I like playing around with the words; I love it when I feel like I've picked the exact right word to describe whatever it is I'm trying to describe.
Aside | believe | Encouraged | frustration | Grand | jealousy | love | Make | music | Neighbors | people | Preaching | Put | reality | religion | Rituals | Then | To Love | Transcendent | Were | Worse | Would | You
Religion can make it worse. Are you supposing that if people were encouraged to believe in a transcendent reality, and to be encouraged by grand rituals and music and preaching, to love their neighbors, then they would put jealousy and frustration aside?
We are all alone, born alone, die alone, and—in spite of True Romance magazines—we shall all someday look back on our lives and see that, in spite of our company, we were alone the whole way. I do not say lonely—at least, not all the time—but essentially, and finally, alone. This is what makes your self-respect so important, and I don't see how you can respect yourself if you must look in the hearts and minds of others for your happiness.
You're a hopeless romantic," said Faber. "It would be funny if it were not serious. It's not books you need, it's some of the things that once were in books. The same things could be in the 'parlor families' today. The same infinite detail and awareness could be projected through the radios, and televisors, but are not. No,no it's not books at all you're looking for! Take it where you can find it, in old phonograph records, old motion pictures, and in old friends; look for it in nature and look for it in yourself. Books were only one type or receptacle where we stored a lot of things we were afraid we might forget. There is nothing magical in them at all. The magic is only in what books say, how they stitched the patches of the universe together into one garment for us. Of course you couldn't know this, of course you still can't understand what I mean when i say all this. You are intuitively right, that's what counts.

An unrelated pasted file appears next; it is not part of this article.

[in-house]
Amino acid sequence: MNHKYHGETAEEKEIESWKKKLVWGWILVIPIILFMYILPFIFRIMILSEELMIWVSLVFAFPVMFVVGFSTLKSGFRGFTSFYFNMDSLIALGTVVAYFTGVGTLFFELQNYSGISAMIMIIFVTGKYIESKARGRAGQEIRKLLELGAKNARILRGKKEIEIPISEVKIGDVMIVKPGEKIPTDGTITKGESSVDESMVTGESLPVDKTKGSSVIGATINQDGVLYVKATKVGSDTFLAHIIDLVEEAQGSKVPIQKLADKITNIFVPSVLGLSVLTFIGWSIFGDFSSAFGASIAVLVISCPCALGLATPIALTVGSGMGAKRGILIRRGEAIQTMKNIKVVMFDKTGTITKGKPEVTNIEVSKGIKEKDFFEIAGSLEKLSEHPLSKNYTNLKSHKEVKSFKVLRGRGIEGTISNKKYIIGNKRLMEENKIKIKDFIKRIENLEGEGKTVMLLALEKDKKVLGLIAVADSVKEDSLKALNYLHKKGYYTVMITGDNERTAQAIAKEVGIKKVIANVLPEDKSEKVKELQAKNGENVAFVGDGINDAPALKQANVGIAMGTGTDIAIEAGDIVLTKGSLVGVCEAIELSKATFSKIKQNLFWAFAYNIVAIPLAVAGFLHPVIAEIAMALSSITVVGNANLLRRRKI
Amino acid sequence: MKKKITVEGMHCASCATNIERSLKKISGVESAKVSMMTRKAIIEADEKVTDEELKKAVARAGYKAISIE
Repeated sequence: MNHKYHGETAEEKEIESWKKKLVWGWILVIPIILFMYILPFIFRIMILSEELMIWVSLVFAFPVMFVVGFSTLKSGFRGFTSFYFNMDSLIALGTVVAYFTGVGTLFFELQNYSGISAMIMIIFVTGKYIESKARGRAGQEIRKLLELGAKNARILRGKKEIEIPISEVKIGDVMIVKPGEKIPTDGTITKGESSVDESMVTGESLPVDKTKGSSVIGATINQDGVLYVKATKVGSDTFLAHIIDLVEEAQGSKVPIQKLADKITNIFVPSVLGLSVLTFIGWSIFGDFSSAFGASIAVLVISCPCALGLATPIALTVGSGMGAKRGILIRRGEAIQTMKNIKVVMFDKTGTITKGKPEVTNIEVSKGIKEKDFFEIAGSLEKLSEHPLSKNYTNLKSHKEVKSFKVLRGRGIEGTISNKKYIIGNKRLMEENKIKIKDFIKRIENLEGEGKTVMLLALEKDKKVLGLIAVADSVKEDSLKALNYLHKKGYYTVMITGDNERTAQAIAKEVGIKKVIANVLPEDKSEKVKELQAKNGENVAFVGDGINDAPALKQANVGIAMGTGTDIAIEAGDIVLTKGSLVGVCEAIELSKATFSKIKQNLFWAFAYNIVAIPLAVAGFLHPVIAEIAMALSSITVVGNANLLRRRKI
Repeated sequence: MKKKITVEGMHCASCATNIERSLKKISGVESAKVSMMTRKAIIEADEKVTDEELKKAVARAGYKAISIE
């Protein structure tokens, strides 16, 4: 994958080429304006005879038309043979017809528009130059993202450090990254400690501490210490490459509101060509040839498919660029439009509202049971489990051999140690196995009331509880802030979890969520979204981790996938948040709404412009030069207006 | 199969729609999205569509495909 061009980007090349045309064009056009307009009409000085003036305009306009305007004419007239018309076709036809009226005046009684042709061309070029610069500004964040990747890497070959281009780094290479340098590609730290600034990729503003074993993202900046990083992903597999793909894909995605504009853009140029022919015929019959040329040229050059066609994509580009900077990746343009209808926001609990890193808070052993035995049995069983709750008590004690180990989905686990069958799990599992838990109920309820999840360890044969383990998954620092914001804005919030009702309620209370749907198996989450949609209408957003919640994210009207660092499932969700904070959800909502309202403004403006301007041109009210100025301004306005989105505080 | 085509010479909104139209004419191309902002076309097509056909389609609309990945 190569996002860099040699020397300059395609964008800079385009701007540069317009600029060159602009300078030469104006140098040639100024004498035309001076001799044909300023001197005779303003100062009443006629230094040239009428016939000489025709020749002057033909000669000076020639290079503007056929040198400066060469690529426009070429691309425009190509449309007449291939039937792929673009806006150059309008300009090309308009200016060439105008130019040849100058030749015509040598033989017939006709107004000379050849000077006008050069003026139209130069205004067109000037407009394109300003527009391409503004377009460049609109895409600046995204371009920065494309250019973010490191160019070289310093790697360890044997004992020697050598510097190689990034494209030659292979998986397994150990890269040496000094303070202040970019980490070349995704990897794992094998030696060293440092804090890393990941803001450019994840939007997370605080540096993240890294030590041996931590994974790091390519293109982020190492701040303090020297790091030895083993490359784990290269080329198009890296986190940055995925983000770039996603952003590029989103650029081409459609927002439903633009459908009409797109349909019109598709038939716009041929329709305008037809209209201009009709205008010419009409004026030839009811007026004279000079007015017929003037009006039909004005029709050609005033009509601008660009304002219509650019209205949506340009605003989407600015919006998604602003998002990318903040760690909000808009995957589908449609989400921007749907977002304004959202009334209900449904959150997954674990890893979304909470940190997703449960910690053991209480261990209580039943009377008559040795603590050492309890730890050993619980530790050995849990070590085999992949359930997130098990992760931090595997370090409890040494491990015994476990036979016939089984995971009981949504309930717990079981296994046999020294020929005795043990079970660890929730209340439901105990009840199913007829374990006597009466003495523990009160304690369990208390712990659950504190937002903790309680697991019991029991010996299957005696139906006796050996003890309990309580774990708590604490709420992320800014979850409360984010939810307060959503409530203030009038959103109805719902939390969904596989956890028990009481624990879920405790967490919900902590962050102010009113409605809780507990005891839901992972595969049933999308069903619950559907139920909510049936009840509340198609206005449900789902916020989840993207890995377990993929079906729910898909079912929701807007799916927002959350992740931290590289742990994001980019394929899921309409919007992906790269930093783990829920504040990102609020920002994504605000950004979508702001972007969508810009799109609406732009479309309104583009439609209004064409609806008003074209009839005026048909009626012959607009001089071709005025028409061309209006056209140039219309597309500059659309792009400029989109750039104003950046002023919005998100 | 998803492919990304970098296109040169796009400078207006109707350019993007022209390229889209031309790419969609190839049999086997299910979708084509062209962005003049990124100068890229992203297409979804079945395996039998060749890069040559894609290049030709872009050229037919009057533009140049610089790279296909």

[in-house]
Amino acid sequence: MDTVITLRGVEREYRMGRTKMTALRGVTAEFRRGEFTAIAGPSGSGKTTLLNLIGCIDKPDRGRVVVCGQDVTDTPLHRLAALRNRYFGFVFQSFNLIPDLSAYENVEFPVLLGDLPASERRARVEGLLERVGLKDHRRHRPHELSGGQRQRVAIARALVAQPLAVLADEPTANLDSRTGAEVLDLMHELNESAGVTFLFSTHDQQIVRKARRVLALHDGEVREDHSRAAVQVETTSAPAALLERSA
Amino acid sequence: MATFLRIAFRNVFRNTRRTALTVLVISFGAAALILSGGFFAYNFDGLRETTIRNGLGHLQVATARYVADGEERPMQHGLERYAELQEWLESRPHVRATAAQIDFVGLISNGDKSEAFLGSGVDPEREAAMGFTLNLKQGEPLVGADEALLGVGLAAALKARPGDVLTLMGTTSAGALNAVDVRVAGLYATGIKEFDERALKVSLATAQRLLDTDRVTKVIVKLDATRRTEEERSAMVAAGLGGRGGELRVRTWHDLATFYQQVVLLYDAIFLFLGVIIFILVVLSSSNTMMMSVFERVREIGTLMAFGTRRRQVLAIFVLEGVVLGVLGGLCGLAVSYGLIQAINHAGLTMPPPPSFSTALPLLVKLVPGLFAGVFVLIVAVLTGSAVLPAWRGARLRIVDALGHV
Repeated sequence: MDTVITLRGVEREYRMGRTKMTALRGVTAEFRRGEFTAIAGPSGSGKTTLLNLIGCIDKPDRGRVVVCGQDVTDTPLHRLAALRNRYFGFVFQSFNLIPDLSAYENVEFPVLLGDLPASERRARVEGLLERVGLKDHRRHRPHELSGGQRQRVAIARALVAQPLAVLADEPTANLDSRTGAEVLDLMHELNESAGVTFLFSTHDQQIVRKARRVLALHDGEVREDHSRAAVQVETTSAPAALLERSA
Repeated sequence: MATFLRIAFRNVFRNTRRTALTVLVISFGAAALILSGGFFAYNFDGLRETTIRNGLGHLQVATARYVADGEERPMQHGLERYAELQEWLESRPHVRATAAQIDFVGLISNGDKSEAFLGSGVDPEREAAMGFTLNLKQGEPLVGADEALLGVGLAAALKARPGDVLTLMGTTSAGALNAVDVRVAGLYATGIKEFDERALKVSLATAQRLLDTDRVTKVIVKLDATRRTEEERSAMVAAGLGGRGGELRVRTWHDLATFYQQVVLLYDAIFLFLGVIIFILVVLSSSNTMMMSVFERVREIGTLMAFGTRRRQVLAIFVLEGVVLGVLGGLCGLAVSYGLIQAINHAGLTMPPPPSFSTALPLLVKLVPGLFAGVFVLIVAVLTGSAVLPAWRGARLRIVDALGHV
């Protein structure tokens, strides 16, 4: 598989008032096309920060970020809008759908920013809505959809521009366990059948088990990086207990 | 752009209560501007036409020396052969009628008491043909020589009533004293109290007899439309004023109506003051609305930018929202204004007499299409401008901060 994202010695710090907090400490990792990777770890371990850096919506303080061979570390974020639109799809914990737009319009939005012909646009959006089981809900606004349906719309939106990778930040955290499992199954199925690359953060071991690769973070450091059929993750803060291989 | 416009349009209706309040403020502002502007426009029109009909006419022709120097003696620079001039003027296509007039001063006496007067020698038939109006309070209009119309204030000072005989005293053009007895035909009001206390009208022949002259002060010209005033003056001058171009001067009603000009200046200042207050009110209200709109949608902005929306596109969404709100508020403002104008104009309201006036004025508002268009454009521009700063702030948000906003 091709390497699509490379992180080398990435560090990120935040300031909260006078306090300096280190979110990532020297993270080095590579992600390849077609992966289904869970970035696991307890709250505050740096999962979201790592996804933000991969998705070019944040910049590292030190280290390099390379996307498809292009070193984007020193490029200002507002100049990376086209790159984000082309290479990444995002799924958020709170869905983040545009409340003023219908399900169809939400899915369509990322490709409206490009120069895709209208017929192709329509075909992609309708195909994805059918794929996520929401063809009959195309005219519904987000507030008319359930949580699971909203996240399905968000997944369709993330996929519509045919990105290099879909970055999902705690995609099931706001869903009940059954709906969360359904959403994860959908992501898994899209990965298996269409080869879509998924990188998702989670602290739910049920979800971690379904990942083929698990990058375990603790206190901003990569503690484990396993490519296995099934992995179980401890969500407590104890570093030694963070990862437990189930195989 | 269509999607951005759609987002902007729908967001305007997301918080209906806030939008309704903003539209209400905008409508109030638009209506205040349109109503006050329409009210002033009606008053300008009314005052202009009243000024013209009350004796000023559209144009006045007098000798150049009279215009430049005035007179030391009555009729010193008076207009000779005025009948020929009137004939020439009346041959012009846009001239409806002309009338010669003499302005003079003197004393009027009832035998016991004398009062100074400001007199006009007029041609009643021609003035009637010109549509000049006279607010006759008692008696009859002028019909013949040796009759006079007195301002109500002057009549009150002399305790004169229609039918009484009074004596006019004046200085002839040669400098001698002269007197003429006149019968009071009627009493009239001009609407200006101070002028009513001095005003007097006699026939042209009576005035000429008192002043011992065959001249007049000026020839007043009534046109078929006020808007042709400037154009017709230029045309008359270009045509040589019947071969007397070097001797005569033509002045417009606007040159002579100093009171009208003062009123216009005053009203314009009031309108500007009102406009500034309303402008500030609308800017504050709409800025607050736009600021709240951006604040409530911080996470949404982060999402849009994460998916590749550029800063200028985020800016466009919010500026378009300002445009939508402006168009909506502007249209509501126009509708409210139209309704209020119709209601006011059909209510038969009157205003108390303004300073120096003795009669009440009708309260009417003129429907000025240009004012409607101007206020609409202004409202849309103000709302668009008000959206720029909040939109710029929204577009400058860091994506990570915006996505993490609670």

Don't you know that love isn't just going to bed? Love isn't an act, it's a whole life. It's staying with her now because she needs you; it's knowing you and she will still care about each other when sex and daydreams, fights and futures -- when all that's on the shelf and done with. Love -- why, I'll tell you what love is: it's you at seventy-five and her at seventy-one, each of you listening for the other's step in the next room, each afraid that a sudden silence, a sudden cry, could mean a lifetime's talk is over.
How could people, I wondered for the ten thousandth useless time, how could people who had loved so dearly come to such a wilderness; and yet the change in us was irreversible, and neither of us would even search for a way back. It was impossible. The fire was out. Only a few live coals lurked in the ashes, searing unexpectedly at the incautious touch.
In suffocating the voice of conscience, passion carries with itself a restlessness of the body and the senses: it is the restlessness of the "external man." When the internal man has been reduced to silence, then passion, once it has been given freedom of action, so to speak, exhibits itself as an insistent tendency to satisfy the senses and the body.